Jazz club

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Jazz club originally referred to a club-like organization of jazz fans, mostly for the purpose of exchanging views, listening to records together and organizing concerts. Today it also refers more generally to places where more or less regular jazz concerts take place for a paying audience. This is partly also a cooperation between jazz lovers and an innkeeper.


Jazz clubs initially emerged from the union of jazz fans who gave each other lectures and record evenings about the rapidly developing jazz music and its latest tendencies . Some of them could be found out about the radio stations or when bands performed in dance cafés or variety shows . So so-called hot clubs were founded as early as the 1930s , some of which initially had an informal character. This was particularly important in Germany, as the swing youth was officially banned during National Socialism and sometimes punished with internment, but the corresponding clubs were still active (e.g. in Berlin , Leipzig and Frankfurt am Main ). In West Germany in particular, more hot clubs were founded after the war .

With the development of modern jazz , which at least tended to no longer see itself as dance music , the need for venues for touring musicians, amateur jazz musicians and concert program series increased in all countries. The clubs now also acted as venues for touring concerts and sessions. From the beginnings in the motherland of jazz, the USA, the spark soon jumped to Europe, first of all to the French capital, where many Americans took up temporary residence, and from there to Central Europe and Scandinavia.

For concerts with stars one sometimes avoided in cinemas: Arnett Cobb and Band in the Filmforum Duisburg 1987

In the 1950s in particular, jazz thrived underground. Jazz cellars were built based on the French model . In addition to cellars, the club members also designed catacombs, disused factories and barracks themselves. In medium-sized cities there were sometimes several jazz clubs next to each other, especially when the directions drifted too far apart - on the one hand Dixieland , on the other hand cool jazz . An important advantage of the clubs over regular bars was that no liquor license was required. With the help of day memberships , club guests could also take part in the concerts and clubs could be set up on a commercial basis. The German Jazz Federation , the umbrella organization of the jazz clubs in West Germany, promoted with its event department that the clubs increasingly became the venue for tours. Only a small number of the clubs, such as the Jazzkeller Frankfurt , sometimes also functioned as musicians' get-togethers, so that there were regular top-class jam sessions and, under certain circumstances, musical development. In Zurich , the no longer existing jazz café Africana had a corresponding function.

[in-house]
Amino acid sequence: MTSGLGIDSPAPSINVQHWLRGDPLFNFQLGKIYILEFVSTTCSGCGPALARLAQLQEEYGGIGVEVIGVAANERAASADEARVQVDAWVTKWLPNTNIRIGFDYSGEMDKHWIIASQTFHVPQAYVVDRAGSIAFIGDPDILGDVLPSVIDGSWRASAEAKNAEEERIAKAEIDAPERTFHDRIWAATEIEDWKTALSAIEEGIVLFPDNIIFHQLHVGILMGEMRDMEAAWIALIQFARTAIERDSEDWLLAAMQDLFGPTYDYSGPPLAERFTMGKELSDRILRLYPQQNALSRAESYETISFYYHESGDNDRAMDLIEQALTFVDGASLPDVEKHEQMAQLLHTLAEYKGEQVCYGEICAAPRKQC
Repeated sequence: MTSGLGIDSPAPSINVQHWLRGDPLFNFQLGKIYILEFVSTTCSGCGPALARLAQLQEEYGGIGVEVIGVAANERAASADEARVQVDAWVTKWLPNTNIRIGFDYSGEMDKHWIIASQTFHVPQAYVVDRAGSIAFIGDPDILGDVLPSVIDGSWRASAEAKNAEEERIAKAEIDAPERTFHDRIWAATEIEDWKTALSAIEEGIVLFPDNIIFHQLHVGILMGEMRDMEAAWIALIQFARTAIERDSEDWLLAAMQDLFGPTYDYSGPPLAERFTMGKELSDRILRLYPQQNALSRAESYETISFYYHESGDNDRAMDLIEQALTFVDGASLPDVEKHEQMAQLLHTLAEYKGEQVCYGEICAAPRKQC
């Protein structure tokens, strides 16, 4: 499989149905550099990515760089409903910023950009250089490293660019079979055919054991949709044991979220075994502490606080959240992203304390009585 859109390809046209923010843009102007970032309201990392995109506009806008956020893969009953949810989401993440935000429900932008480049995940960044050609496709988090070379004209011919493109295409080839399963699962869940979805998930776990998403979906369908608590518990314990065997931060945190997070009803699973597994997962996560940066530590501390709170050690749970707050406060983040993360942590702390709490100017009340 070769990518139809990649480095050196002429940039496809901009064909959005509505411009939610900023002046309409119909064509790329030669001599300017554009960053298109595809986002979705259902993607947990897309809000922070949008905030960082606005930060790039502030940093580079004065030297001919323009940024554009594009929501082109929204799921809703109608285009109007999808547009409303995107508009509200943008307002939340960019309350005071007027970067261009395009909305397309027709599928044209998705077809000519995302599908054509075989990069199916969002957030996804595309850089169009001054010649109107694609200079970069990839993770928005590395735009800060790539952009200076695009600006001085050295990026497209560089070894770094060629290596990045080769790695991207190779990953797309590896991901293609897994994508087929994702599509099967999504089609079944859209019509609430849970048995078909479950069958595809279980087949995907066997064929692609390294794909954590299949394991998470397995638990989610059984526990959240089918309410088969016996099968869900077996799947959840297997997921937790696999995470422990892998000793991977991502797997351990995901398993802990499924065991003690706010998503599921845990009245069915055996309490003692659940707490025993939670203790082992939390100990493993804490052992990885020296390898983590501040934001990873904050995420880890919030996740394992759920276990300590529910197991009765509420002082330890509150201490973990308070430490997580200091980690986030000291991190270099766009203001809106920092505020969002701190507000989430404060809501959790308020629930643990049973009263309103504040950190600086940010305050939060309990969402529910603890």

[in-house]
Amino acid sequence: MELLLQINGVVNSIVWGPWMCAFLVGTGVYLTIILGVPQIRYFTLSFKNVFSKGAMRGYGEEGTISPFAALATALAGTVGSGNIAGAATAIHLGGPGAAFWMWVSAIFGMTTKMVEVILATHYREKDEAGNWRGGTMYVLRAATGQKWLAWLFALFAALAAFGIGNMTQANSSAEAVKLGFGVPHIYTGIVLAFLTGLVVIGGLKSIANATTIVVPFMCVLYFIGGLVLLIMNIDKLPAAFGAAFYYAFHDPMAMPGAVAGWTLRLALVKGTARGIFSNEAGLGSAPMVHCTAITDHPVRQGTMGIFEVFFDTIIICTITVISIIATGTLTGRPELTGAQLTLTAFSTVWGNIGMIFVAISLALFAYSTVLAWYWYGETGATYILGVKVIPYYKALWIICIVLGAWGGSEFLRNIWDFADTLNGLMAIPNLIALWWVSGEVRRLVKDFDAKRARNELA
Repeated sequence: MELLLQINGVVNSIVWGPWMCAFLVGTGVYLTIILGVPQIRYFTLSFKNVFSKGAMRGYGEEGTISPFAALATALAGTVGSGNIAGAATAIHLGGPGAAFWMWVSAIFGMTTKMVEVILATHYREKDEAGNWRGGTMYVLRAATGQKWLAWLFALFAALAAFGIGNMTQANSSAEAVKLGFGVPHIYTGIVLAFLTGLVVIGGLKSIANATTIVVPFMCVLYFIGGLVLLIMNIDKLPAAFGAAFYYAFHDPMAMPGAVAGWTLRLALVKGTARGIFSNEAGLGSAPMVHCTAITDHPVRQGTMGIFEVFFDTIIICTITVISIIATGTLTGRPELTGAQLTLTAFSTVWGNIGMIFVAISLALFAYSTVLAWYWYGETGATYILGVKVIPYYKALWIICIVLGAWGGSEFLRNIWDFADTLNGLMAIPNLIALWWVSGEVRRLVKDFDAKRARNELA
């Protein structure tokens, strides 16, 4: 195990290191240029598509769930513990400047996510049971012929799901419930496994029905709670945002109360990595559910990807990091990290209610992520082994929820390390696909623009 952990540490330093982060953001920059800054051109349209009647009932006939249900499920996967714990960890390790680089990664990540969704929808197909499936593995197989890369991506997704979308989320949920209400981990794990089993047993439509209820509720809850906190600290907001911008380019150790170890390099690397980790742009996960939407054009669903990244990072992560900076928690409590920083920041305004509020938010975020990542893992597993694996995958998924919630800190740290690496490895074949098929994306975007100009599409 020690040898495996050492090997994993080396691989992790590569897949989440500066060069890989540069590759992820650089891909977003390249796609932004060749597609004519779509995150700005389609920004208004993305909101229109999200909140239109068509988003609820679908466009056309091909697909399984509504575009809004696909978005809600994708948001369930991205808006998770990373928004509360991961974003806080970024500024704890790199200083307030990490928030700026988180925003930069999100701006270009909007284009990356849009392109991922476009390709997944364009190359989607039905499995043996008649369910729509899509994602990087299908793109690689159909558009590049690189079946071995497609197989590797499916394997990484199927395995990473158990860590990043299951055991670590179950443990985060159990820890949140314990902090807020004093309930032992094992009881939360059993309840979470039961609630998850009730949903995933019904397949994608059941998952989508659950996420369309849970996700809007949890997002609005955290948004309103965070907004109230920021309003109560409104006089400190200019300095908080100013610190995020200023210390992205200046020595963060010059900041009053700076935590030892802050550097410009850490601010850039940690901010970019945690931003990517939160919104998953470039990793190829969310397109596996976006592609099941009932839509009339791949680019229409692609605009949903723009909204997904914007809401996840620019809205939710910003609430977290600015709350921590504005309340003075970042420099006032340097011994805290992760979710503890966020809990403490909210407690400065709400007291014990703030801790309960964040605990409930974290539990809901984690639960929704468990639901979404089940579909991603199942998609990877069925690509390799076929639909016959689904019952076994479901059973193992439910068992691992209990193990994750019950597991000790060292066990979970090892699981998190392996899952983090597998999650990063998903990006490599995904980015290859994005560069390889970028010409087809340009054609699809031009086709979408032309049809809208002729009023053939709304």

Current status

Due to the economic development it is hardly possible today that touring jazz musicians can play “for the door” (ie exclusively for the entrance fee), since hotel costs are incurred, families have to be looked after etc. Many jazz clubs therefore have the character of jazz bars according to the motto "Beer and Jazz" accepted; the gastronomic income then substantially co-finances the artistic business and in this way at least tends to determine it. A smaller part of the jazz clubs are concert clubs with high artistic standards, which are financially realized primarily through public funding and private sponsorship money. In these cases, income from gastronomy is more of an extra income.

Well-known venues

Well-known event venues with club character in Germany are Unterfahrt in Munich , the BIX Jazz Club in Stuttgart, the Stadtgarten in Cologne , the Jazz Club Hannover , the Jazz Club Minden , the Hot Jazz Club in Münster, the Jazzhaus in Freiburg im Breisgau , the domicil in Dortmund , the Quasimodo and A-Trane in Berlin, the Birdland in Neuburg an der Donau , the jazz club Villingen , the jazz studio in Nuremberg , the Blue Note in Fürth and the jazz club Neue Tonne in Dresden . In the southern German province, the club W71 in Weikersheim should be mentioned.

Jazz clubs are still in bloom in Switzerland today: in larger towns such as Basel , Bern , Geneva and Zurich , for example, there are Sometimes there are still several clubs, while even in places like Rheinfelden there are still real clubs and nationally attractive venues such as the Mühle Hunziken in Rubigen .

Jazzland has existed in Vienna since 1972 , where you can hear mainly classical jazz styles live six times a week, Porgy & Bess is primarily avant-garde and current trends and in Birdland, which closed in August 2008 after bankruptcy, they tried to do that Keeping legacy of Joe Zawinul alive. But also elsewhere in Austria, e.g. B. in Graz (the lively Royal Garden Jazzclub), in Dornbirn or in Lustenau , there are active clubs that still offer a demanding program.

The most important club in Prague is the Reduta , founded in 1958. Since a saxophone appearance by the then incumbent US President Bill Clinton , the club has also become known overseas. Clinton came to the club as a guest of Czech President Václav Havel . Havel gave him a saxophone, which Clinton immediately inaugurated with the Reduta All Stars .

See also


  • John Murray: Jazz, etc. Flambard Press, Hexham 2003, ISBN 1-87322-662-4 .
  • Barry Kernfeld (Ed.): The New Grove Dictionary of Jazz. New York 1988, 2001. With own articles on jazz clubs
  • Vincent Pelote: Jazz Clubs. In: Bill Kirchner (Ed.): Oxford Companion to Jazz. Oxford University Press, Oxford 2000.
  • Scott Yanow et al: All Music Guide Jazz. Miller Freeman Books. Chapter venues

Web links

Wiktionary: Jazzclub  - explanations of meanings, word origins, synonyms, translations